How Eryn Pawluk’s (‘21) Academic Experiences Prepared Her for Yale

Eryn Pawluk (‘21)

A graduate in biochemistry and biology, Eryn Pawluk (‘21) praises her Southern Virginia University professors and undergraduate experiences as she prepares to complete her master’s degree at the Yale School of Public Health, where she is specializing in epidemiology of microbial diseases with a primary focus on environmental infectious diseases.

“One of the great things about Southern Virginia is that it really prepares you to move throughout life and handle the different things that come your way,” said Pawluk. “How you apply yourself to those challenges is essential. My professors at Southern Virginia showed me compassion, confidence, and trust in learning for myself how to grow as a student and individual.”

As a graduate student at Yale, Pawluk’s studies have ranged from fundamental principles of infectious diseases to the intricacies of vaccines and vaccine-preventable diseases. She has also studied the intersection of health, sexuality, gender, and human rights through the Yale School of Law and sustainable One Health models for addressing emerging infections, as well as the critical exploration of unique considerations for vulnerable environments and communities.

Pawluk (middle row, far right) and her Yale department cohort for epidemiology of microbial diseases

She recently published an article with the Roanoke Times, “Efforts to curtail the opioid epidemic in Roanoke”, and served as an STI epidemiology intern for the Virginia Department of Health in 2023, working alongside public health professionals to develop interventions, research, and analyze various data sources to identify potential environmental and socioeconomic factors contributing to infection rates.

“My academic journey at Yale has been nothing short of extraordinary,” said Pawluk. “It’s affording me the opportunity to explore the multifaceted aspects of infectious diseases, including the analysis of diverse data, genomics, clinical perspectives, and strategies for prevention and intervention. At Southern Virginia, I was so privileged to learn from a cohort of remarkable professors, each unwaveringly dedicated to nurturing student success and fostering a deep commitment to learning, which I have carried over to Yale.”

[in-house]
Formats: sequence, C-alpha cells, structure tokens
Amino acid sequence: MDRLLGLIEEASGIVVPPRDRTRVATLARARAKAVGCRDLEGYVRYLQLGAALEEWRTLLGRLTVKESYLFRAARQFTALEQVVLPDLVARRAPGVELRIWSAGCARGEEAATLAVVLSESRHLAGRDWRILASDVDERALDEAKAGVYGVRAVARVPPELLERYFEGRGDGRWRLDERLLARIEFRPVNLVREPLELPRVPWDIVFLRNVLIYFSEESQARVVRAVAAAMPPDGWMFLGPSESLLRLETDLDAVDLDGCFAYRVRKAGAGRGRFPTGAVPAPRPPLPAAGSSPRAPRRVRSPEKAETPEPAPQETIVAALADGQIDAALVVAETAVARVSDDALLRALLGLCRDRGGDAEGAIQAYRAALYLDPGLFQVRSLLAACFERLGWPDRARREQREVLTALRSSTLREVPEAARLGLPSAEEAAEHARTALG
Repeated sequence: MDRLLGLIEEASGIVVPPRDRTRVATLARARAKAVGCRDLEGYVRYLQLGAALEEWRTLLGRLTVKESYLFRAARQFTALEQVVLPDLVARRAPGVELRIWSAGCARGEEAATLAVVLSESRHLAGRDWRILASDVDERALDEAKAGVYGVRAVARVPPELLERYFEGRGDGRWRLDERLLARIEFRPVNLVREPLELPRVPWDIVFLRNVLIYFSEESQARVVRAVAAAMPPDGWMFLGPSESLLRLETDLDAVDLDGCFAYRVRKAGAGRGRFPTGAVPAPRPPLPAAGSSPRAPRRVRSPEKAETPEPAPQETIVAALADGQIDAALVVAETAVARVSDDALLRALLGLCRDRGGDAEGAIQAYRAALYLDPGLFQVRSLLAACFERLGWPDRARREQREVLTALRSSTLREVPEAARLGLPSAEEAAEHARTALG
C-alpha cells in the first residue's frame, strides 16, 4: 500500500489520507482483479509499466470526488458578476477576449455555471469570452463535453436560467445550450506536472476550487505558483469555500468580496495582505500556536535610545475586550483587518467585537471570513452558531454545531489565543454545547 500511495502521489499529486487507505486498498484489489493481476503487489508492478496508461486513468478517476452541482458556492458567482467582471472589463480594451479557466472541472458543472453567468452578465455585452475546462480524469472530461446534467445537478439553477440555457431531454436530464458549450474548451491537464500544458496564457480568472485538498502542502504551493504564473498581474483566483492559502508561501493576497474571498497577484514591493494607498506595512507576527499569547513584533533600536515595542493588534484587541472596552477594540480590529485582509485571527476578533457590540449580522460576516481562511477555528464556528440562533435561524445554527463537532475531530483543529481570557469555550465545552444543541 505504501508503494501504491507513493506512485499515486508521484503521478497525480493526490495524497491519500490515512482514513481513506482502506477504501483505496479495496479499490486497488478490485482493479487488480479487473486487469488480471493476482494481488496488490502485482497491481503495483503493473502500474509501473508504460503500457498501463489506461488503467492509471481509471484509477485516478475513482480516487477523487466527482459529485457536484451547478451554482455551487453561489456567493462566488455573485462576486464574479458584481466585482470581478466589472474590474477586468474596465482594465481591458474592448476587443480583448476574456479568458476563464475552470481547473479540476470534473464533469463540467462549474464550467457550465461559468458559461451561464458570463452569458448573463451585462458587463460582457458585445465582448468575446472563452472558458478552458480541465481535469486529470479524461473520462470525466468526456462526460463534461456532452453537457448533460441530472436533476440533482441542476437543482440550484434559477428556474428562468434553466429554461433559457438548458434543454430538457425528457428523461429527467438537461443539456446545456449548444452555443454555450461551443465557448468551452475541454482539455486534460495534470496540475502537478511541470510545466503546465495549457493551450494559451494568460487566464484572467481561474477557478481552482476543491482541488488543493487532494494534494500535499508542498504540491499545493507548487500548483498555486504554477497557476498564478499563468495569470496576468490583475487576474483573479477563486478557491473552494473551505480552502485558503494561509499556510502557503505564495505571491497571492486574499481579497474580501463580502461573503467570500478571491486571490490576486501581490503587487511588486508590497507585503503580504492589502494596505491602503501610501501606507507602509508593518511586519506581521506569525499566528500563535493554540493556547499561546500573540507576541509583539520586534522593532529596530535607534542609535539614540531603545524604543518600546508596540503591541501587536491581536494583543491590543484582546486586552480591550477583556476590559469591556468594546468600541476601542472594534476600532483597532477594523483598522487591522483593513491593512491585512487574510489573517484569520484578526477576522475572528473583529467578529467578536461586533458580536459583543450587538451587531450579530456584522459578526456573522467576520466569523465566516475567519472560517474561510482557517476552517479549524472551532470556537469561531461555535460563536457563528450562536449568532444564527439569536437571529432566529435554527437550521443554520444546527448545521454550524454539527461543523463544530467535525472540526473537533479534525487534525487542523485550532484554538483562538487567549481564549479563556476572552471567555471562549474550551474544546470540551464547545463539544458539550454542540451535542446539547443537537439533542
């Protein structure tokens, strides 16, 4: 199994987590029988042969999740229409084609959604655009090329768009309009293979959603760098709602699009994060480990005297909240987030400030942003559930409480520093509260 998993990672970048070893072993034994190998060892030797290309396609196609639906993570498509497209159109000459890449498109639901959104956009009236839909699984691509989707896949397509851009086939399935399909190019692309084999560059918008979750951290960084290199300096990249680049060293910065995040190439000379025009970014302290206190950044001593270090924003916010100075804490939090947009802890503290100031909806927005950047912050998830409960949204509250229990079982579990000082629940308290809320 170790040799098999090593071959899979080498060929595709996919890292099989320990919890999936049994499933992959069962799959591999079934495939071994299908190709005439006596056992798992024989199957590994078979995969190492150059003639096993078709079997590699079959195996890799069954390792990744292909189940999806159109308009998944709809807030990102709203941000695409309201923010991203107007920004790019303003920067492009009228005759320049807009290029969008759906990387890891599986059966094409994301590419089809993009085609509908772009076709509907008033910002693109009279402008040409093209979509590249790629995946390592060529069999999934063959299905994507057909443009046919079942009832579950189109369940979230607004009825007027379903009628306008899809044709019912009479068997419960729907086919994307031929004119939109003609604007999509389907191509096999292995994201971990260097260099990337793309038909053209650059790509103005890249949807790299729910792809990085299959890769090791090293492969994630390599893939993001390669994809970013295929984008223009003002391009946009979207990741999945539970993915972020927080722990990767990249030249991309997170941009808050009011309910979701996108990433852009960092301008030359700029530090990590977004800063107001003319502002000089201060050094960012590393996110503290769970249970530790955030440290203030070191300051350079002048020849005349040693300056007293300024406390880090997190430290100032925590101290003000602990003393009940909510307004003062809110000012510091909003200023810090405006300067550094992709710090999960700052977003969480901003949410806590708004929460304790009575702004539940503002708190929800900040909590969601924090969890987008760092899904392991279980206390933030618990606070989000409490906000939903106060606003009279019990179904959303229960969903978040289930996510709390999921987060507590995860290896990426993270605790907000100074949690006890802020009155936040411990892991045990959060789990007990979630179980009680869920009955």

During her time as an undergraduate student at Southern Virginia University, Pawluk founded and presided over the Environmental Science Club, served as secretary and later president of the Pre-Health Professional Association, and worked as a tutor in both French and biology. She served as a biology teaching assistant, was a member of the Alpha Epsilon Delta society and contributed as an editor for their Scalpel publication, and was a member of the women’s tennis team her senior year. She was also active with Remote Area Medical, where she served as a community chair for the community clinic from 2019–20.

Pawluk (left of center) and Yale School of Public Health students and a professor in Jackson, Mississippi to volunteer and learn about the water crisis.

“I have so many invaluable relationships and opportunities thanks to Southern Virginia,” said Pawluk. “Classical Islam with Dr. Sorber had a profound impact on preparing me for graduate school. The class cultivated critical reading skills, fostered new dimensions of thought, and instilled a disposition to question assumptions, and I am consistently applying these thoughts throughout my life and studies.

“Additionally, any course taught by Dr. Hirt consistently stood out and was undoubtedly a highlight of my academic experience,” continued Pawluk. “He was not only my primary source of guidance, but also one of my biggest advocates. He really challenged me to not only explore different academic areas but to also think about what balance looks like and how to create sustainable habits in school and life.”

In addition to her STEM studies at Southern Virginia University, Pawluk explored classes outside of her major, such as watercolor, to round out her academic experience and expand her perspective on life, and encourages other students to do the same regardless of their major.

“In my perspective, I find that taking classes outside of the major is essential for personal growth and provides invaluable insight and perspective,” said Pawluk. “Not only does this develop character, but it also provides you the opportunity to see the world through a different lens than perhaps the one you are most attuned with.”